Examining the causes of downtime and then fixing the underlying cause and not the symptom allows you to eradicate an issue removing the costs permanently from the business. This will highlight further areas for improvement that can be focused on further down the maintenance intelligence path.
Step 4 – Invest in the right software solution
The right CMMS package can be tailored to fit your organisation’s needs and automate maintenance, track, and manage all work, perform Root Cause Analysis, record costs while keeping a record of work performed.
A CMMS can order and manage spare parts, plan work orders, show resource usage and track costs. Great CMMS systems automatically generate those key measures that you need to drive the business change you want like those mentioned earlier, MTBF, MTTR etc. And the measures make you question your approach and provide intelligence for decisions.
Improved response times, more work orders closed out effectively, better management of personnel, lower mean time to repair and reduced downtime. All data will be recorded and analysed to make this process easier.
Step 5 – Preventative Maintenance
Now that your CMMS is fully operational and your unplanned work is being recorded, the full benefits of a CMMS begin to accrue. Preventative maintenance is planned and performed on assets while they are still in working order, this soon becomes predictive maintenance because your CMMS should be calculating the next projected failure.
Increased lifespan for your asset, higher levels of performance, reduced levels of downtime, a decrease in the number of major repairs and overall, a better performing maintenance operation which will have a positive effect on the bottom line of your business.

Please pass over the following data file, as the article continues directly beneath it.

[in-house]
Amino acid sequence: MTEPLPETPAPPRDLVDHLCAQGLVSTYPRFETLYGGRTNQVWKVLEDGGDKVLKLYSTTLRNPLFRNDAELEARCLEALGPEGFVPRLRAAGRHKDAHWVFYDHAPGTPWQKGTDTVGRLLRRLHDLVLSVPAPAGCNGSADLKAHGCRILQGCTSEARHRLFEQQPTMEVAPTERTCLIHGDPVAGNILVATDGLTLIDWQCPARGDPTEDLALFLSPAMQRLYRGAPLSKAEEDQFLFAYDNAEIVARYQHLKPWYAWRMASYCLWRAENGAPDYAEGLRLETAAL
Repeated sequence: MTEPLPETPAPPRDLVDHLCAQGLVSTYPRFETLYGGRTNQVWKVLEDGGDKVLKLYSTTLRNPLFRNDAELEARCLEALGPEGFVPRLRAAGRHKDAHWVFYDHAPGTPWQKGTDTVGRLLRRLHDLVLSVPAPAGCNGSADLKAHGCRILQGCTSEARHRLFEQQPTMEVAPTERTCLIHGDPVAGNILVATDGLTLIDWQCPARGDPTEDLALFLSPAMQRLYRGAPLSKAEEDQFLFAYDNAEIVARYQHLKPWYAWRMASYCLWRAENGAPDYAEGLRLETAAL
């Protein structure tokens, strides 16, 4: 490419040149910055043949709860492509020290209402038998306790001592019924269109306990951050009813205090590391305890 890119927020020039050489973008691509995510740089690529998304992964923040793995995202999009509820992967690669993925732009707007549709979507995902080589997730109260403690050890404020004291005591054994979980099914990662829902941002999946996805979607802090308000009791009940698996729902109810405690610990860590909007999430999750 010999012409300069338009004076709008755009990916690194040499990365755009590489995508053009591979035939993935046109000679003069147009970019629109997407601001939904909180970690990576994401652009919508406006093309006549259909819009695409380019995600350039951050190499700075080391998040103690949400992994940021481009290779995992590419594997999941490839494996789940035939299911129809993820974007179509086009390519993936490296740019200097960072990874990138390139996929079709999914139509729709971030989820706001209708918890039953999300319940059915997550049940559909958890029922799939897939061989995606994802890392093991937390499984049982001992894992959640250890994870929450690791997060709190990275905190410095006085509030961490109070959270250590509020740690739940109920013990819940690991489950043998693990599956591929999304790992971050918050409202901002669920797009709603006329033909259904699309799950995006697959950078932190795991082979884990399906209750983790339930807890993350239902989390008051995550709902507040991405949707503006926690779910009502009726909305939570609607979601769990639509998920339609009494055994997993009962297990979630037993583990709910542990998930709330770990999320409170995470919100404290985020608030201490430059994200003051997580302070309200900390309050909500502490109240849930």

Step 6 – You have a Scheduler, now use it
Now that you are becoming more proactive about your maintenance you need to filter this through the entire program. Specifically, you need to look at your maintenance technicians and the availability of spare parts. The scheduler function will help you plan maintenance, allocate a technician and order or reserve parts to ensure your strategy runs smoothly. The predictive element of the system will show you whether the original interval you set for maintenance is correct for that asset versus its current Mean Time Between Failure.
The feedback loop between Unplanned and Planned work makes you more effective and hence more efficient allowing you to save your resources for where they are needed.
Step 7 – Introduce condition-based maintenance
Preventative maintenance is a very effective strategy, however, to be truly maintenance intelligent you need to combine this with predictive strategies. Condition based monitoring is one natural step, provided the data supports it. The type of monitoring you can do depends on your critical assets, would overheating, cracks or fissures, increase in noise or higher than normal vibrations indicate something is about to go wrong? All of these can be measured, and the data analysed by your CMMS to ensure you don’t have an expensive breakdown at a critical time.
Further improvements in the availability of your assets, extra insurance on top of your preventative strategy for your most valuable machinery, and the cost easily justified but the system.